A simple extension of the discrete ordinates method for solving the transport equation with quadrilateral meshes in X-Y and R-Z geometry is described. Numerical results of some benchmark problems are presented for showing the adequacy of the modified scheme. (author)

  5. A cell-local finite difference discretization of the low-order quasidiffusion equations for neutral particle transport on unstructured quadrilateral meshes

    International Nuclear Information System (INIS)

    We present a quasidiffusion (QD) method for solving neutral particle transport problems in Cartesian XY geometry on unstructured quadrilateral meshes, including local refinement capability. Neutral particle transport problems are central to many applications including nuclear reactor design, radiation safety, astrophysics, medical imaging, radiotherapy, nuclear fuel transport/storage, shielding design, and oil well-logging. The primary development is a new discretization of the low-order QD (LOQD) equations based on cell-local finite differences. The accuracy of the LOQD equations depends on proper calculation of special non-linear QD (Eddington) factors from a transport solution. In order to completely define the new QD method, a proper discretization of the transport problem is also presented. The transport equation is discretized by a conservative method of short characteristics with a novel linear approximation of the scattering source term and monotonic, parabolic representation of the angular flux on incoming faces. Analytic and numerical tests are used to test the accuracy and spatial convergence of the non-linear method. All tests exhibit O(h2) convergence of the scalar flux on orthogonal, random, and multi-level meshes

  6. Pricing TARN Using a Finite Difference Method

    OpenAIRE

    Luo, Xiaolin; Shevchenko, Pavel

    2013-01-01

    Typically options with a path dependent payoff, such as Target Accumulation Redemption Note (TARN), are evaluated by a Monte Carlo method. This paper describes a finite difference scheme for pricing a TARN option. Key steps in the proposed scheme involve tracking of multiple one-dimensional finite difference solutions, application of jump conditions at each cash flow exchange date, and a cubic spline interpolation of results after each jump. Since a finite difference scheme ...

  7. Finite difference/local discontinuous Galerkin method for solving the fractional diffusion-wave equation

    OpenAIRE

    Wei, Leilei

    2015-01-01

    In this paper a finite difference/local discontinuous Galerkin method for the fractional diffusion-wave equation is presented and analyzed. We first propose a new finite difference method to approximate the time fractional derivatives, and give a semidiscrete scheme in time with the truncation error $O((\\Delta t)^2)$, where $\\Delta t$ is the time step size. Further we develop a fully discrete scheme for the fractional diffusion-wave equation, and prove that the method is unc...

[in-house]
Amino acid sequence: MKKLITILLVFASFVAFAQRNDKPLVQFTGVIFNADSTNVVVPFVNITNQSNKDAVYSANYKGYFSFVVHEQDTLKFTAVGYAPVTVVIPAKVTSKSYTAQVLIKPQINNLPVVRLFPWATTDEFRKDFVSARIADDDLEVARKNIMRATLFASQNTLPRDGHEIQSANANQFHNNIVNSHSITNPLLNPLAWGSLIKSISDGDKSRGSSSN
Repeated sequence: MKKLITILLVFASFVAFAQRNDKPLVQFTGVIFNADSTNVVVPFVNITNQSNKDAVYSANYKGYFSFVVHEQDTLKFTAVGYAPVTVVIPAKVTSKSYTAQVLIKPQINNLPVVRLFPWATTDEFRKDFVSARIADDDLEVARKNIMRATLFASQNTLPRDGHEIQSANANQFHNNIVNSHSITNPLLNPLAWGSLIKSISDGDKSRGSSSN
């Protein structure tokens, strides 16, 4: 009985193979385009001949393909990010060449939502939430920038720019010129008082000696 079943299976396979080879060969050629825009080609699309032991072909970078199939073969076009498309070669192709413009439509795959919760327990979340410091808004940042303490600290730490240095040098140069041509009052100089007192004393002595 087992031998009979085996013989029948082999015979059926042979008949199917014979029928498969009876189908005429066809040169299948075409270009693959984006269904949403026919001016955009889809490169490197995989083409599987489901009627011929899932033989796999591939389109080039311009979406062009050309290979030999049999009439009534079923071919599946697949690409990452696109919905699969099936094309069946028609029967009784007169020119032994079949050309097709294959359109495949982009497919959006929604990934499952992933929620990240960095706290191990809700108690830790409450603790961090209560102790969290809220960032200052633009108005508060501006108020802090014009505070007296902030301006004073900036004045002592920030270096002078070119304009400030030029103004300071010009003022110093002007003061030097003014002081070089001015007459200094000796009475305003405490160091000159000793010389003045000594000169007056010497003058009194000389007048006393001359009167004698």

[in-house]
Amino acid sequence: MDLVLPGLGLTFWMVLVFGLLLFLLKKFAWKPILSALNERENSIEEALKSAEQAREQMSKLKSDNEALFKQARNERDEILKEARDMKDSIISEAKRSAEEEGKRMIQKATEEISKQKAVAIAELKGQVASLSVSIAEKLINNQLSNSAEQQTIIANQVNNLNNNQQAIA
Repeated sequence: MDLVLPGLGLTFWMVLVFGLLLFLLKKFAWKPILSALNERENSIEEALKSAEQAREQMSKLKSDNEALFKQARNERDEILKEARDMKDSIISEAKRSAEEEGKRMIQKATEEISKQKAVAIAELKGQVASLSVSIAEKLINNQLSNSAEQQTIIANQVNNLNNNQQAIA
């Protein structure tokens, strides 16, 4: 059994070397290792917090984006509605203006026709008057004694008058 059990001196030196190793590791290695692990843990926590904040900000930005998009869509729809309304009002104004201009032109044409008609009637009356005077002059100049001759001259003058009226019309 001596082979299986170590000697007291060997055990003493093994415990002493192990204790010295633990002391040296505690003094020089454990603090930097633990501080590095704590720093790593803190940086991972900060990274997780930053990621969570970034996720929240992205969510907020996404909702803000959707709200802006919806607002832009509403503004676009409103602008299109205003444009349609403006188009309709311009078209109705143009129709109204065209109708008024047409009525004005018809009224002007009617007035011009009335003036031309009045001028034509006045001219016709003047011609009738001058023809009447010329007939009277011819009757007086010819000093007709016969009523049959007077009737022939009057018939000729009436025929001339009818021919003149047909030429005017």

8. Development and application of a third order scheme of finite differences centered in mesh; Desarrollo y aplicacion de un esquema de tercer orden de diferencias finitas centradas en malla

    Energy Technology Data Exchange (ETDEWEB)

    Delfin L, A.; Alonso V, G. [ININ, 52045 Ocoyoacac, Estado de Mexico (Mexico); Valle G, E. del [IPN-ESFM, 07738 Mexico D.F. (Mexico)]. e-mail: adl@nuclear.inin.mx

    2003-07-01

    In this work the development of a third order scheme of finite differences centered in mesh is presented and it is applied in the numerical solution of those diffusion equations in multi groups in stationary state and X Y geometry. Originally this scheme was developed by Hennart and del Valle for the monoenergetic diffusion equation with a well-known source and they show that the one scheme is of third order when comparing the numerical solution with the analytical solution of a model problem using several mesh refinements and boundary conditions. The scheme by them developed it also introduces the application of numeric quadratures to evaluate the rigidity matrices and of mass that its appear when making use of the finite elements method of Galerkin. One of the used quadratures is the open quadrature of 4 points, no-standard, of Newton-Cotes to evaluate in approximate form the elements of the rigidity matrices. The other quadrature is that of 3 points of Radau that it is used to evaluate the elements of all the mass matrices. One of the objectives of these quadratures are to eliminate the couplings among the Legendre moments 0 and 1 associated to the left and right faces as those associated to the inferior and superior faces of each cell of the discretization. The other objective is to satisfy the particles balance in weighed form in each cell. In this work it expands such development to multiplicative means considering several energy groups. There are described diverse details inherent to the technique, particularly those that refer to the simplification of the algebraic systems that appear due to the space discretization. Numerical results for several test problems are presented and are compared with those obtained with other nodal techniques. (Author)